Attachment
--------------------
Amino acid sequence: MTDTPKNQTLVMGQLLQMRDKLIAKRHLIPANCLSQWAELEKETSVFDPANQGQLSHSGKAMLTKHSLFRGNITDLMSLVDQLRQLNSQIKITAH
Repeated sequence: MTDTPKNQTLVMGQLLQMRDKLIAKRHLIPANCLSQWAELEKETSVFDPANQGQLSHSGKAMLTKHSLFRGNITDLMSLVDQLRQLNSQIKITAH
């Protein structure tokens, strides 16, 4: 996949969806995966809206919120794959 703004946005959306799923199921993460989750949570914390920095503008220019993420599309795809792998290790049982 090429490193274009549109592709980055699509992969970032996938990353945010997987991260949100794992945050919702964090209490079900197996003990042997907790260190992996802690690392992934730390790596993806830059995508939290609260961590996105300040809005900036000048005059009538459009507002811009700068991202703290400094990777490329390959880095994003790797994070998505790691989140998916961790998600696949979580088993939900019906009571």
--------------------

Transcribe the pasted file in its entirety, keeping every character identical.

Amino acid sequence: MTDTPKNQTLVMGQLLQMRDKLIAKRHLIPANCLSQWAELEKETSVFDPANQGQLSHSGKAMLTKHSLFRGNITDLMSLVDQLRQLNSQIKITAH
Repeated sequence: MTDTPKNQTLVMGQLLQMRDKLIAKRHLIPANCLSQWAELEKETSVFDPANQGQLSHSGKAMLTKHSLFRGNITDLMSLVDQLRQLNSQIKITAH
């Protein structure tokens, strides 16, 4: 996949969806995966809206919120794959 703004946005959306799923199921993460989750949570914390920095503008220019993420599309795809792998290790049982 090429490193274009549109592709980055699509992969970032996938990353945010997987991260949100794992945050919702964090209490079900197996003990042997907790260190992996802690690392992934730390790596993806830059995508939290609260961590996105300040809005900036000048005059009538459009507002811009700068991202703290400094990777490329390959880095994003790797994070998505790691989140998916961790998600696949979580088993939900019906009571």